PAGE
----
$25 billion invested in public transportation would create over one million new jobs in the United States. The America Public Transportation Association has learned that every $1 billion invested in public transit capital projects generates 30,000 jobs, and the same amount invested in transit operations generates 60,000 jobs.

U.S. citizens want better public transportation as ridership soars to 11 billion this year. This November, voters across the country in 16 states approved 23 measures out of 32 state and local public transit ballot initiatives, authorizing expenditures approximating $75 billion. Clean Fleet Report

Senate Majority Leader Harry Reid plans to move forward with a bill that would give the auto industry access to the $700 billion Troubled Asset Relief Program set up by the government in October to help ailing banks and other financial firms.

As Ben Franklin observed, “Great haste makes great waste.”

Congress may release the total $50 billion by Thanksgiving. Such haste sends all taxpayers a message, “Enjoy this turkey. You can pay for it later with interest.”

John Addison publishes the Clean Fleet Report.

Hydrogen: The Fuel of the Future. Will It Always Be Thus?

by Richard T. Stuebi

For years, the utopian vision for powering humankind’s energy requirements has been based on hydrogen, produced by decomposing ever-abundant water (H2O), via renewable sources of power (e.g., sunlight). When hydrogen is used in fuel cells to produce electricity on-demand, the only by-products of the chemical reaction are water vapor and pure oxygen. In other words, an energy cycle that is infinitely sustainable (at least as long as we have a sun).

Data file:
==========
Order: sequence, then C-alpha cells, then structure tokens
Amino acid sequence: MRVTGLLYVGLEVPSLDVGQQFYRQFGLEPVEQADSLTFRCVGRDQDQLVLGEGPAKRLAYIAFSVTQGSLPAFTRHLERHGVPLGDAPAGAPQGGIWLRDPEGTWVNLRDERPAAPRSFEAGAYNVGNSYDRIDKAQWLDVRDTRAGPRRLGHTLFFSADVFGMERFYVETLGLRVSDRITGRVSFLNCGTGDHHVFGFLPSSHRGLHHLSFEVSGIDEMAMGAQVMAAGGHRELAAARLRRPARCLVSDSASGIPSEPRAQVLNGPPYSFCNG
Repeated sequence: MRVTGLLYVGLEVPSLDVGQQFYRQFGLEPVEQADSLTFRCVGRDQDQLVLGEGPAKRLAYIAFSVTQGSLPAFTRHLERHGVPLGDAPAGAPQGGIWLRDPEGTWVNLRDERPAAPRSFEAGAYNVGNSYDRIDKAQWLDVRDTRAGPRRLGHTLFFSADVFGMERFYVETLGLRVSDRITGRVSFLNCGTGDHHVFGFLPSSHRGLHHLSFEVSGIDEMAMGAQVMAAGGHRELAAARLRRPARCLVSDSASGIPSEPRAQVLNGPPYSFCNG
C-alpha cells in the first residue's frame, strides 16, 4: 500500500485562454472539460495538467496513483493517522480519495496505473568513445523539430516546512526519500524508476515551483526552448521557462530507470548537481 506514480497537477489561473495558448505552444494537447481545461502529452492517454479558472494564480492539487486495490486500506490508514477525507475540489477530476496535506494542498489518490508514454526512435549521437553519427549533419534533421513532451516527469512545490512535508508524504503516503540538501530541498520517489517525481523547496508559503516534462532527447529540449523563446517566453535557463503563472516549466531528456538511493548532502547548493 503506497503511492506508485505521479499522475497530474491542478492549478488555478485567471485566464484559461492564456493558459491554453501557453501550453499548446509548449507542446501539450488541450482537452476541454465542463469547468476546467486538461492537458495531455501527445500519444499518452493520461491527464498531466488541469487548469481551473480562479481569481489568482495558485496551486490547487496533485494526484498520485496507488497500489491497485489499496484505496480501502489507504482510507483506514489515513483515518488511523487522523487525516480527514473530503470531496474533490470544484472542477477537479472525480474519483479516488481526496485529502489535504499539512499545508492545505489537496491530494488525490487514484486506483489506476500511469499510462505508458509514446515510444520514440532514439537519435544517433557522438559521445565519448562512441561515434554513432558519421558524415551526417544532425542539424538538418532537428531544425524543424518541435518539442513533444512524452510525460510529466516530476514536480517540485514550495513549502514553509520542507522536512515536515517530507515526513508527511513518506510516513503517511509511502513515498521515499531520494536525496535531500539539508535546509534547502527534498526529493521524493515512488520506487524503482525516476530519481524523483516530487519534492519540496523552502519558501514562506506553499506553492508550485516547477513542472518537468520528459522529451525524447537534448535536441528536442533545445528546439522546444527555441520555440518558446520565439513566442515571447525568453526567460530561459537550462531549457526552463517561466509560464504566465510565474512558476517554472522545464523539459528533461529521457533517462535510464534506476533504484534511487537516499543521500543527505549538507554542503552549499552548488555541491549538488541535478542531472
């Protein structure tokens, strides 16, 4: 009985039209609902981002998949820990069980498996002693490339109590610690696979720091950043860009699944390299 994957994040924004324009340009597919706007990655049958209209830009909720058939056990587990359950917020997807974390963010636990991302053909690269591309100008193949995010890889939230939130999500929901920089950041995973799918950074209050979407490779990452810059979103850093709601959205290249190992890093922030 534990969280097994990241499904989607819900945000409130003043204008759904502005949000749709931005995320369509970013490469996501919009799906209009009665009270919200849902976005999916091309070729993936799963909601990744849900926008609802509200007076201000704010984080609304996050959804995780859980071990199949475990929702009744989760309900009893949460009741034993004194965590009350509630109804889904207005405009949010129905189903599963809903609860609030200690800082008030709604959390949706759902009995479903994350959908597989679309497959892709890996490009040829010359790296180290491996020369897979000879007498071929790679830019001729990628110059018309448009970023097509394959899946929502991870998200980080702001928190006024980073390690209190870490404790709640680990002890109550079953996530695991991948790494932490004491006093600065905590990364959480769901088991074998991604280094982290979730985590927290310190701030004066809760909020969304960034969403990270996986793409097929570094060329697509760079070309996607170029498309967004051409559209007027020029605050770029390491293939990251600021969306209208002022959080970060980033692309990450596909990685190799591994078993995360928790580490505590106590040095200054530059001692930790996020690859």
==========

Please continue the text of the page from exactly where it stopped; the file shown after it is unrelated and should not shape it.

Of course, there are a number of well-documented challenges to achieving the so-called hydrogen economy. Producing, transporting and storing the hydrogen are all expensive relative to the current conventional energy approaches — and require a major change-out of infrastructure, which would entail a massive societal investment. Fuel cells also remain expensive, due to high materials costs and short lifetimes, until further engineering obstacles are overcome.

With this as backdrop, it’s interesting to read “Sun + Water = Fuel”, an article in the current Technology Review. The article profiles the work of Daniel Nocera, a professor of chemistry at MIT, who claims to have discovered a catalyst that facilitates a reaction in which oxygen is generated from water by sunlight — making, in effect, an artificial leaf. Of course, if one produces oxygen from water, one is also producing free hydrogen.

Therefore, Prof. Nocera is suggesting that he is on the verge of discovering how to produce hydrogen from water via sunlight. If true, this would be a major breakthrough towards the hydrogen economy, dramatically simplifying the hydrogen production, storage and transportation issues, because water and sunlight are respectively inexpensive and free — not to mention almost ubiquitous.

That being said, we must be cautious to avoid getting prematurely overexcited. To illustrate, let’s not forget the promising claims made in 1989 by Pons and Fleischmann of cold-fusion: twenty years hence, and other than lots of controversy, not much to show for it. And, even if Prof. Nocera is really onto something, there’s still the little issue of repairing hydrogen’s public reputation in the wake of the Hindenburg disaster: seventy years later, and many urban legends about hydrogen’s dangers still linger, as in this recent satire.